Once again, Warwick defeated Coventry in the annual Varsity games. For many, sport is the highlight of university, but balancing a sport with a degree has never been the easiest. Here’s some advice for how to best succeed in both your studies and your sporting commitments… by Kumail Jaffer
Across the pond in the U.S., being in a College sports team is often a well defined route to professional success, and as such, balancing sport and academia is facilitated as much as possible. Indeed, in my short experience training with a varsity team in Canada, academics were stressed throughout; falling behind on your grades meant being dropped, and special support was given to prevent that. In Britain however,sports are student organised, and thus, the burden of balance falls upon the athletes themselves. Here’s some tips on how to balance both the academic and sporting aspects of your life:
Tip #1: Organise, organise, organise!
Rather than some sort of revolutionary call, the basis of balance comes from sharp routine and organisation. Most sports require several hours of dedication per week; perhaps one or two training sessions, fixtures and some time in the gym. This, of course, needs to be done around contact hours, assignments and dedication to other extracurricular commitments. An ideal suggestion here is to form a template timetable outlining your standard academic and sporting commitments. This will ensure you can visualise the space you have to work, socialise and attend to other commitments. I’d also highly recommend using a ‘To-do’ list app to take note of assignment dates and seminar readings – during an especially busy or competitive period, the latter can certainly be forgotten.
Tip #2: Skipping Should Not Be an Option
It’s tempting, sometimes, to ‘take off’ a training session. Perhaps you’ve had a full lecture day, you have assignments due in the near future or simply, you’re tired. In the case of a fixture, this can mean a few hours of your time being dedicated to travel. On a cold, snowy March evening, it’s tempting to take the path to the bus stop rather than the training field.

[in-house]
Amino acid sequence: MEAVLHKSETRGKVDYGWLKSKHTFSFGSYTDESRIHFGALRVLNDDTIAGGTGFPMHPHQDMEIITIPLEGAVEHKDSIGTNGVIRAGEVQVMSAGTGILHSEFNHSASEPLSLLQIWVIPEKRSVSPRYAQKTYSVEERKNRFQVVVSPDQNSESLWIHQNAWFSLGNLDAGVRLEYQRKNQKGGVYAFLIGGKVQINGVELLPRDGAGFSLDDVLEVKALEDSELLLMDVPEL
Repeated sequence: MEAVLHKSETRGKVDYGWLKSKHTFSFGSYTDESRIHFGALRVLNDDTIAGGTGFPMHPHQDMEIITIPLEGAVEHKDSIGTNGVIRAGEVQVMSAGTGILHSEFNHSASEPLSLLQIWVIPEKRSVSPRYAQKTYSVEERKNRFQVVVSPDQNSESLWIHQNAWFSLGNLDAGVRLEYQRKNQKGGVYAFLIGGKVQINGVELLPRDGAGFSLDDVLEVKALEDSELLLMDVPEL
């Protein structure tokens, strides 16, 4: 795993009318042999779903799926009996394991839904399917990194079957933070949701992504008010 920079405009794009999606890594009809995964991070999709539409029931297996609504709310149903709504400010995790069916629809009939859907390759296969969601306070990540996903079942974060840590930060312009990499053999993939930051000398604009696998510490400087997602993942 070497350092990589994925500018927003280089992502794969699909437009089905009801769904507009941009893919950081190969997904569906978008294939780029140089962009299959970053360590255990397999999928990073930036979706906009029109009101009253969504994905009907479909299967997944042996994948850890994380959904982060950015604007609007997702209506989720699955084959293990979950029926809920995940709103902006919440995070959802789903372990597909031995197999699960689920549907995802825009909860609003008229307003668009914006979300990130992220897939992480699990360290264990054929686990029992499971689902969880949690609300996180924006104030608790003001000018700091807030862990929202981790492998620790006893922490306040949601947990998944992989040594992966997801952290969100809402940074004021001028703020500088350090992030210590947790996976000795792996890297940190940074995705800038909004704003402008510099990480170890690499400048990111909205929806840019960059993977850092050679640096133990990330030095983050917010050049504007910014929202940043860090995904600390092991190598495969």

My advice here is to never do so unless necessary. Training can provide a physical and social outlet that can help you overall. The science behind endorphin release is well documented — rather than working against you temporally, perhaps the physical activity could enhance your study thereafter.
Psychologically, missing a session can lead to stress over falling behind in the sport, and pressure to make the ‘newfound’ time as efficient as possible — but this can be counterproductive.
There are times when taking days, even weeks off are necessary – injury, legitimate physical fatigue, exams, to name but a few, so it’s perhaps best to save your ‘sick days’ for when it’s necessary.
Tip #3: Don’t underestimate your recovery time
At university level, any sort of physical activity, whether it be a training session or a fixture, will require recovery. I’ve seen many athletes attempt to work straight after an evening session — but common sense dictates that a fatigued student in the library past 9pm doesn’t turn out productively.
Many sessions will be in the evening, and thus, unless social, plan to keep work to a minimum following that. Nutrition and rest are far more important at that stage in the day, so perhaps limit your work to the morning and afternoon.
One thing that needs to be stressed is sleep. Sports take up a lot of time and it’s important to get in the 7-9 hours of sleep a day to keep yourself mentally and physically sharp.
For many, the weighing scale between sports and study tends to one side; these three pieces of advice, if followed, should go a long way to maintain yourself throughout the busy Easter period and beyond. If things do get too much, using university services such as counselling can greatly enhance your wellbeing.